First of its kind
The National Radio Astronomy Observatory sprawls across nearly 2,700 acres in Pocahontas County. Mike Holstine, business manager and hunt coordinator at the NRAO, said when he first started working there in 1992, the facility hadn't been hunted in more than 30 years and the deer population was out-of-control. Holstine contacted the Division of Natural Resources, and with their help, started the first private sector, pre-season, lottery hunt in the state.
“It's a basic land-management practice,” explained Holstine. “We did counts prior to the first hunt — and we've done counts subsequently — we were running somewhere over sixty deer per square mile. The land itself can't handle more than about twenty deer per square mile as a general rule.”
Holstine said when the deer population grows beyond an area's capacity, deer out-eat other species, and affect the overall, natural balance of wildlife.
“You lose out on the turkey population or the grouse population — even butterflies,” said Holstine. “To bring everything back into balance, you need to have population control. The easiest and most effective way to do that is opening it up to the public, letting the hunters do what they do best.”
Holstine said this is the 20th anniversary of the NRAO lottery hunt, but they've skipped a couple years here and there when the deer population was within a healthy range.
Holstine said people drive as far as four or five hours for the free hunt. Eighty-seven permits were issued both days of the two-day hunt, and a separate drawing was held both days to award five lucky winners the option to take either a buck or a doe. The rest of the entrants were limited to antlerless deer, though Holstine said a couple of button-bucks were harvested because they're still categorized as antlerless.
Hunters were allowed to hunt in four different areas that covered nearly 1,600 acres. Each section was separated by weapon category — bow, muzzleloader, and shotgun. A rifle category has always been excluded because of the sensitive — and expensive— equipment located around the facility.
Holstine said the lottery hunt at the NRAO is significant for a few reasons.
“This was the first private-sector hunt held in the state of West Virginia. We were also the first early firearms hunt in West Virginia. We do all this in cooperation with DNR,” he said.
Only West Virginia residents can apply and Holstine said they wrote a computer program at the NRAO that goes through the entries and pulls a certain number of the applications. Holstine said this year was actually one of the lowest number of entries they've had — just under 600. He said in the past they've had as many as 1,700.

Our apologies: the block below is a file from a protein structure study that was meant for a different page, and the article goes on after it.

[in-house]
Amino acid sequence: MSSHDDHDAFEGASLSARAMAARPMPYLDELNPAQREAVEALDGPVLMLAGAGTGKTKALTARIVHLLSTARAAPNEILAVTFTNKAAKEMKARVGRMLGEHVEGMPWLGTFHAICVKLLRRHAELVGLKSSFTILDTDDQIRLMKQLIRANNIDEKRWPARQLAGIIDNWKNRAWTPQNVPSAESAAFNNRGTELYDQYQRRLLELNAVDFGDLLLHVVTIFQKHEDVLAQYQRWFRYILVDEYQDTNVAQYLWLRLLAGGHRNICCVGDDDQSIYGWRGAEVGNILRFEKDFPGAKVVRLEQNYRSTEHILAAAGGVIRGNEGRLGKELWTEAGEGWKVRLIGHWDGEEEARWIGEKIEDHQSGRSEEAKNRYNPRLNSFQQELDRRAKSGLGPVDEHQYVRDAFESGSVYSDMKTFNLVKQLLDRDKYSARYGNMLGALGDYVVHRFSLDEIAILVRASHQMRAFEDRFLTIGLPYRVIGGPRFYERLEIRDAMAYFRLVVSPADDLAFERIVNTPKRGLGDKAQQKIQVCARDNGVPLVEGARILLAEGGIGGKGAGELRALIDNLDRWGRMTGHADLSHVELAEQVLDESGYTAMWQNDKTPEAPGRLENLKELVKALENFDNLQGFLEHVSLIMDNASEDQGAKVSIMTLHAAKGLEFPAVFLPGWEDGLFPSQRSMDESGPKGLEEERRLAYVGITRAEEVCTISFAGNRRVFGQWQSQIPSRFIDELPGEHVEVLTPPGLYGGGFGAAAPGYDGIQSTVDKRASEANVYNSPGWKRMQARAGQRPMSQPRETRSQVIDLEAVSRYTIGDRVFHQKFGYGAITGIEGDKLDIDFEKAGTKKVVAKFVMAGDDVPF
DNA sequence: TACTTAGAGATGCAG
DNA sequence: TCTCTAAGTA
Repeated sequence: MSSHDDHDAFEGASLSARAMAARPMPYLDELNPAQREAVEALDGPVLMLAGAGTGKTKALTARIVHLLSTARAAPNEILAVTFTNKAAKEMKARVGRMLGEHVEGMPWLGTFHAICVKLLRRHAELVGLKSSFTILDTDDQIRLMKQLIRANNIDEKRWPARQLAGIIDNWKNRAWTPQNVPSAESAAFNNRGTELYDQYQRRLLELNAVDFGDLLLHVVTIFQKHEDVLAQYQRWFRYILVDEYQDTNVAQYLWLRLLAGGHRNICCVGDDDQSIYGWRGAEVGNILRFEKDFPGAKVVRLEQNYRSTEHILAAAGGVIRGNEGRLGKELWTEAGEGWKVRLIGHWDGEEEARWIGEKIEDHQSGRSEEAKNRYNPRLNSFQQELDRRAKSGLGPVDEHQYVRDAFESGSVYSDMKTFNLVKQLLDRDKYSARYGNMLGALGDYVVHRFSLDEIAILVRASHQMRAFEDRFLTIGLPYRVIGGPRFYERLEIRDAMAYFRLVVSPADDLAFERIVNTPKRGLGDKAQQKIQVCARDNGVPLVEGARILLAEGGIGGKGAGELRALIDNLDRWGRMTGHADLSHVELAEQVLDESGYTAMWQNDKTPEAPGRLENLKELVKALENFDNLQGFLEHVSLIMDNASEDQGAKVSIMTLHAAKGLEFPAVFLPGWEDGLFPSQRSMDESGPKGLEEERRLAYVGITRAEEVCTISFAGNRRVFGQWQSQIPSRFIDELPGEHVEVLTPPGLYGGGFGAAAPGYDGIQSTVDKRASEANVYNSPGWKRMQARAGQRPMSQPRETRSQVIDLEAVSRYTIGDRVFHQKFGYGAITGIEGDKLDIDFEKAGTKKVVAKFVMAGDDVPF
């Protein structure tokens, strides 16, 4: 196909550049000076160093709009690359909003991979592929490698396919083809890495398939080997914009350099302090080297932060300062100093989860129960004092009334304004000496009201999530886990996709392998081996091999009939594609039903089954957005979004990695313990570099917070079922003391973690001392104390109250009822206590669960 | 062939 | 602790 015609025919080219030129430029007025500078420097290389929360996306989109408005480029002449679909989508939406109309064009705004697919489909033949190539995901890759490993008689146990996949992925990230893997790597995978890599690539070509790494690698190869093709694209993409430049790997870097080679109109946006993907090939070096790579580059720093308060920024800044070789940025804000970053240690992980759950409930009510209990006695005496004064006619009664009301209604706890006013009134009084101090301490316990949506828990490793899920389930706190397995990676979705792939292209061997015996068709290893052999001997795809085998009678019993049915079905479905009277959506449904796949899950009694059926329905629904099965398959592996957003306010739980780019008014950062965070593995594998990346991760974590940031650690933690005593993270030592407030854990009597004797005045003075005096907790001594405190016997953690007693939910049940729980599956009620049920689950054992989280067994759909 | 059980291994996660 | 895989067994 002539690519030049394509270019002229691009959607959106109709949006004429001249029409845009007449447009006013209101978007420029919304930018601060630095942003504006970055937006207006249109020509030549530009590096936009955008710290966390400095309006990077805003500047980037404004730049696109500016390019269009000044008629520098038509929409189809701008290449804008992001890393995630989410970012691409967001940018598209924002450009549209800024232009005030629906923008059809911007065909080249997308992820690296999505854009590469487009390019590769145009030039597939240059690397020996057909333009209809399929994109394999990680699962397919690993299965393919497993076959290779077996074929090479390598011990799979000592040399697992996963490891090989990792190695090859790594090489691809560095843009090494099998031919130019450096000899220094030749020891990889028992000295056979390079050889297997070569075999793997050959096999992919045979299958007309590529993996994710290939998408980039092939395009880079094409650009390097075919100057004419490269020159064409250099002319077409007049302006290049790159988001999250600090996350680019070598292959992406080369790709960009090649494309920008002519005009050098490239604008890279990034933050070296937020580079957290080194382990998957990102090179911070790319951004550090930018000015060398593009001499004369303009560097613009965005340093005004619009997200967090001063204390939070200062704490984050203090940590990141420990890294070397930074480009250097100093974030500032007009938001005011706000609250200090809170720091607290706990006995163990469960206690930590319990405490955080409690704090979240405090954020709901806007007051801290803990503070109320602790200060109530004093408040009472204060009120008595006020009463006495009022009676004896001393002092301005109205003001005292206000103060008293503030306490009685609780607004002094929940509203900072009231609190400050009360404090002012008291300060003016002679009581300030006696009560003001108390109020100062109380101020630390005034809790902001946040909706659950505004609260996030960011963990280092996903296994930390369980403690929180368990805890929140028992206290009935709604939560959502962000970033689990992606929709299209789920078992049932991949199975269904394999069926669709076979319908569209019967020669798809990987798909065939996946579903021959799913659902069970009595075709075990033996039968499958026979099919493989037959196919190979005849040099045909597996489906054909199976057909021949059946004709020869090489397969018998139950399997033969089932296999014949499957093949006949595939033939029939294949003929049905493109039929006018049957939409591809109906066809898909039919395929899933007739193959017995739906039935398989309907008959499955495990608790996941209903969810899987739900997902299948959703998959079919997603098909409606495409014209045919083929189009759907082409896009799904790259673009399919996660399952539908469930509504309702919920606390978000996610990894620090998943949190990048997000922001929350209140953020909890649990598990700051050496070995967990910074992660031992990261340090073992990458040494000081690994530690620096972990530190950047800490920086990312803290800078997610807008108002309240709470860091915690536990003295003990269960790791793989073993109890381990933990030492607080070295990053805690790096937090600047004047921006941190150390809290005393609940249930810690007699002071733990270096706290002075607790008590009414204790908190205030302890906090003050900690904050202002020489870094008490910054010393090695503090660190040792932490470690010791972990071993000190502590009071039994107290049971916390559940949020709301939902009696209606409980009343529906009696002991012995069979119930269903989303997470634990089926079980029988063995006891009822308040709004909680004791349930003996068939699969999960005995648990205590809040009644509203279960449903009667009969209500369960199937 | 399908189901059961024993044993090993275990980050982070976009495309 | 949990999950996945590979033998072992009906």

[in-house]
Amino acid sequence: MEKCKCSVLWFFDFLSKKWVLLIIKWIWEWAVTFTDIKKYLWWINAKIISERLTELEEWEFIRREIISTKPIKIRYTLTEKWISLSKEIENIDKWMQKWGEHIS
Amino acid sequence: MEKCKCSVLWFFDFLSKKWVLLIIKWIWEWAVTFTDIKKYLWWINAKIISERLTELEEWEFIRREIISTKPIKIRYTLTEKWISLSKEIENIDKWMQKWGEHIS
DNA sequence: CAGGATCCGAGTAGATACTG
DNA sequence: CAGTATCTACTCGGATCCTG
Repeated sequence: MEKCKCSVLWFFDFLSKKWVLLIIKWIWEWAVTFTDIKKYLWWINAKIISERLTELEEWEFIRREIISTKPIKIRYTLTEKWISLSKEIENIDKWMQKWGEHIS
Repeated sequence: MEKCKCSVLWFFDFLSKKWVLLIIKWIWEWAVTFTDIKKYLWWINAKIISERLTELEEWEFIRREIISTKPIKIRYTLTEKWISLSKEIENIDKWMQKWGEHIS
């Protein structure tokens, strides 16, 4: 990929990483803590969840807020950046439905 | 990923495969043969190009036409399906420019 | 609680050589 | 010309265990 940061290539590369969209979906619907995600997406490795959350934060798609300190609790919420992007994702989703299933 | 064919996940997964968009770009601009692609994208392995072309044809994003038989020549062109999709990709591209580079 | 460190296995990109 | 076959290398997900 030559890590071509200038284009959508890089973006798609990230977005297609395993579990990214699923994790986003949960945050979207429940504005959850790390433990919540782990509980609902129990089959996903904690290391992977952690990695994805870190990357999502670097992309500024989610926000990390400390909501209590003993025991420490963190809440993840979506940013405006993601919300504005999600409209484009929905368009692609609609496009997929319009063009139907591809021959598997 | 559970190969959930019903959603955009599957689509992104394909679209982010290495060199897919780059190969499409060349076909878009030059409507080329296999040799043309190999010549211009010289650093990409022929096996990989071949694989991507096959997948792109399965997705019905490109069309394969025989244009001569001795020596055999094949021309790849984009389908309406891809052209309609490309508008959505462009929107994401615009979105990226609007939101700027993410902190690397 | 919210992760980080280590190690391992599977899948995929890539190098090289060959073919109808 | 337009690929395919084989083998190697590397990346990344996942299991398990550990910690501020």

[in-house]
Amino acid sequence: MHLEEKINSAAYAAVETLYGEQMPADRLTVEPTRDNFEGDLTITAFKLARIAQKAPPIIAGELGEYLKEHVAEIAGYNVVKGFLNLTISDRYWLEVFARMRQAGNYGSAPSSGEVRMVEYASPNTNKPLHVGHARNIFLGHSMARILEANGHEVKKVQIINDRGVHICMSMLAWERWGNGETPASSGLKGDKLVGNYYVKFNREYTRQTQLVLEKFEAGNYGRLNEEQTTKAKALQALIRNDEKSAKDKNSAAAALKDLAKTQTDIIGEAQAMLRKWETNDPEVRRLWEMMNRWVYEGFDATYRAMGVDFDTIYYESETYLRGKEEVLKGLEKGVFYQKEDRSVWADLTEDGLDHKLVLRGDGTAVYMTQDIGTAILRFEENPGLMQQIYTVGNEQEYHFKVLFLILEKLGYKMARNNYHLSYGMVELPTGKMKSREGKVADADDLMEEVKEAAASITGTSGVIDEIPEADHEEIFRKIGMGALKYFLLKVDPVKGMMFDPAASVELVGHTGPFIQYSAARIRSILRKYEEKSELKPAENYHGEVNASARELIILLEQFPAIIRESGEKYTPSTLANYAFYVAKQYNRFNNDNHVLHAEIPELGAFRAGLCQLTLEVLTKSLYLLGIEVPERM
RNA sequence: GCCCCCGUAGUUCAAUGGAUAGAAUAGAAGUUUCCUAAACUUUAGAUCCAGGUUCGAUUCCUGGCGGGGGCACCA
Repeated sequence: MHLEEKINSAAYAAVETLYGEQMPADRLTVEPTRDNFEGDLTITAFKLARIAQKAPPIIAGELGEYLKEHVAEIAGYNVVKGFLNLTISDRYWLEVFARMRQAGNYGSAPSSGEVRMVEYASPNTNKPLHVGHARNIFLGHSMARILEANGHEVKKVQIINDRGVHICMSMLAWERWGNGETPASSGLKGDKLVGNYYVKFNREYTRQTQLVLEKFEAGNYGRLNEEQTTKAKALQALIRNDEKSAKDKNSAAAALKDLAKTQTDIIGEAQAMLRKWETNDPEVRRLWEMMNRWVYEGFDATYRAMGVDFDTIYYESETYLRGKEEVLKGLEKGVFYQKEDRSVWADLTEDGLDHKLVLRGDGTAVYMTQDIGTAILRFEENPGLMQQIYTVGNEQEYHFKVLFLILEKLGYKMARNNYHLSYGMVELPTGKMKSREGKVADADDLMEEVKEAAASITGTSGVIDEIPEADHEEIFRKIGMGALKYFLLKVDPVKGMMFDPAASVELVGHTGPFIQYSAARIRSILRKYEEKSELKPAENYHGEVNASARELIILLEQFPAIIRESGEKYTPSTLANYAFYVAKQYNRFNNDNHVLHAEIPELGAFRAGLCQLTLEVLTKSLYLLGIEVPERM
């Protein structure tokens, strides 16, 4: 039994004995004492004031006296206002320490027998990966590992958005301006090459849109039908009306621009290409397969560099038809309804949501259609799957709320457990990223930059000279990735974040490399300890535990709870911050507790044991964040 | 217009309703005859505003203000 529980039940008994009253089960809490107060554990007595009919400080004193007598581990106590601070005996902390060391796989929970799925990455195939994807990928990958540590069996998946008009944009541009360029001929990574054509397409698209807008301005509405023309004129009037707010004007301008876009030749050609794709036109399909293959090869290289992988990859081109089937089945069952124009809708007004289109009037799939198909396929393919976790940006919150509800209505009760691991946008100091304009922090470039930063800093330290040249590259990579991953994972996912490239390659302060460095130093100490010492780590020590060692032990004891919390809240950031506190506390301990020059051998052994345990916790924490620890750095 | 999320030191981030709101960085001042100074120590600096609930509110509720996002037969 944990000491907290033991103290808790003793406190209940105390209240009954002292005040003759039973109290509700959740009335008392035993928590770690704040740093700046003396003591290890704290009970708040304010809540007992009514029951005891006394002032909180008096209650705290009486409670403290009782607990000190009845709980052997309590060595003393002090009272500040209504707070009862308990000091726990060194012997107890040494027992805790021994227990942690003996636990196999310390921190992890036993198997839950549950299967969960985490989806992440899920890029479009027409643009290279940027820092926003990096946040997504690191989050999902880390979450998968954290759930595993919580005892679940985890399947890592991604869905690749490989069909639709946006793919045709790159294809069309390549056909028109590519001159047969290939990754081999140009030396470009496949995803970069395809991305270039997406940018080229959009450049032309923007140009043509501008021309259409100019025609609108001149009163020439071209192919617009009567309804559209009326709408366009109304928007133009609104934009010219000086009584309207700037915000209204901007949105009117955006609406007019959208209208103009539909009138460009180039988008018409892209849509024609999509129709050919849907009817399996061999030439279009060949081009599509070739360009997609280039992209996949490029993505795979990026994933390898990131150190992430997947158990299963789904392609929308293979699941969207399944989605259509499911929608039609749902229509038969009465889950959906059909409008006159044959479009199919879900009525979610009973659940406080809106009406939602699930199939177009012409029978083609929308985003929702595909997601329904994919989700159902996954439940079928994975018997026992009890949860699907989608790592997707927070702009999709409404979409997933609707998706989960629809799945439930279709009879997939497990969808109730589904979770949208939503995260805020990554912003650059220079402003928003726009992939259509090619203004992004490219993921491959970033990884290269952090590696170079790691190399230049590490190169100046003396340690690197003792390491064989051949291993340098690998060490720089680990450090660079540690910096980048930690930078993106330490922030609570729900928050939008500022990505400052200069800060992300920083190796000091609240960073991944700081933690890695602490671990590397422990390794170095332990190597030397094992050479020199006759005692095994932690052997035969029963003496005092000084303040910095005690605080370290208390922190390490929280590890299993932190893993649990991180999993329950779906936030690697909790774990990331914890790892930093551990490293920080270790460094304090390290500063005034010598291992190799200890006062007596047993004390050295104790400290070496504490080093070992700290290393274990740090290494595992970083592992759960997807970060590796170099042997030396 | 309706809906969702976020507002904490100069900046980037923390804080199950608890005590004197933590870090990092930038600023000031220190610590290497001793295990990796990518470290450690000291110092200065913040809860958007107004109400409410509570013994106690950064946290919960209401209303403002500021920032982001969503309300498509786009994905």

NRAO employees were on scene to help out hunters. Drivers shuttled hunters back-and-forth from sites in their specifically-diesel work trucks. Holstine said gas-powered engines affect the equipment, and the employees were more than happy to drop folks off anywhere they'd like. Designated lay-down areas were also established so hunters that bagged a deer could be picked up. Holstine said at the NRAO, they're also a registered game-checking station.
“If people get a deer, we weigh 'em, measure chest girth, we fill out these check sheets and check 'em for ectoparasites, hoof lesions, tail fat — basically a herd health check. We also age the deer here — the way the teeth come in gives you an indication of the age,” he said.
Hunters were also allowed to target any of the wild hogs or coyotes that were sighted throughout the two-day event.
“We let 'em take the hogs and the coyotes because there's no season for them — they're not considered a game animal,” explained Jim Crum, DNR wildlife biologist and state deer project leader.
Crum said the NRAO hunt was used as a model to demonstrate private sector hunts could be done safely elsewhere in the state.
“We used it as an example of a controlled deer hunt where there's conflicting uses,” said Crum. “This place has everything from tours, to workers on site, to expensive equipment. When we were able to demonstrate that you're able to hunt here without any problems — we used it as an example to get other people to have hunts. Other federal facilities, state parks, homeowners associations, cities — all that took place after we started this.”
Holstine said there were six areas designated for handicapped hunting. He recalled one year when a group of buddies brought their paraplegic friend in a modified van to hunt from the road. When the handicapped hunter lined up his shot using his tongue, and fired the weapon by blowing in a tube — he'd missed his shot.
“His friends were messin' with him just like any other group of buddies,” recalled Holstine. “You know, 'I can't believe you missed that!' and jokin' with him.”
Holstine said they had a few females hunters and a few youth registrants, too.
“This is a great place for a youth hunt. Yesterday we had several kids under 10-years-old,” he said.
According to Holstine, there's no official contest set up, just bragging rights among the participants. He said he gets good feedback from hunters every year.
“The hunters, by a huge majority, love this hunt,” said Holstine. “They like these woods, they're very mature hardwoods here. And it's a relatively flat area, too, so youth hunters and older hunters can get around easier. Then there's also some mountainous terrain for the hunters that like that.”
Holstine said 16 deer were harvested on Friday and 10 deer on Saturday.
“I have a lot of praise for the hunters that we get here,” Holstine said. “They behave very, very well. We've never had any kind of incident or had anyone hurt in twenty years.”